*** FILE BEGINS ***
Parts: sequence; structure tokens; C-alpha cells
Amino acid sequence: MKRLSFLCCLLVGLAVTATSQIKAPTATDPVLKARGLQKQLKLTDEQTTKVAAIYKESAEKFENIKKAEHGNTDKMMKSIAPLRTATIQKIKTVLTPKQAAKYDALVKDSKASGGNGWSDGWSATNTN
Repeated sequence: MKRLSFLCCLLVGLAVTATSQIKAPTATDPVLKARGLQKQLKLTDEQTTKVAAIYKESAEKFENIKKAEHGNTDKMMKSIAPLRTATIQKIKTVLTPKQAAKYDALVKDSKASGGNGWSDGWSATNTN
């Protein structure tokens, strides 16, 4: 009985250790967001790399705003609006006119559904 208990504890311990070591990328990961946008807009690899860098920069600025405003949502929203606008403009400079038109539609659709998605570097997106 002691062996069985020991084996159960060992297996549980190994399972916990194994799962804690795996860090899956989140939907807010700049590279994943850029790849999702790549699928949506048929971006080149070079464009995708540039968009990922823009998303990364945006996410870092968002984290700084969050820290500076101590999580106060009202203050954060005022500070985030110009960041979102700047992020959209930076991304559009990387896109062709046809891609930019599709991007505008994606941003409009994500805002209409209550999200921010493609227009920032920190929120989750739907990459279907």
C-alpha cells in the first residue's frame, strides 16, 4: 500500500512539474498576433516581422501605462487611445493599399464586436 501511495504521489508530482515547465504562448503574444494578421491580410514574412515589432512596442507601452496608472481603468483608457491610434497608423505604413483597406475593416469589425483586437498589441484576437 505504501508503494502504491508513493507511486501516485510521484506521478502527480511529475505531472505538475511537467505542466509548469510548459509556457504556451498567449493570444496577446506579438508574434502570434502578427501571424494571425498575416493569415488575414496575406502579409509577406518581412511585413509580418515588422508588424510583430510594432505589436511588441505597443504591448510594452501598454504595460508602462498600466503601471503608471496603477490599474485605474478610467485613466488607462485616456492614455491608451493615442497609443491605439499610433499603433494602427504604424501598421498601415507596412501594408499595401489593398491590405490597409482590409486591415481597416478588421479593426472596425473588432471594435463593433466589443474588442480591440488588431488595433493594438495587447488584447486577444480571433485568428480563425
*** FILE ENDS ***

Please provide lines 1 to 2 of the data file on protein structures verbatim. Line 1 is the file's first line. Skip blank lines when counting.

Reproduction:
Parts: sequence; structure tokens; C-alpha cells
Amino acid sequence: MKRLSFLCCLLVGLAVTATSQIKAPTATDPVLKARGLQKQLKLTDEQTTKVAAIYKESAEKFENIKKAEHGNTDKMMKSIAPLRTATIQKIKTVLTPKQAAKYDALVKDSKASGGNGWSDGWSATNTN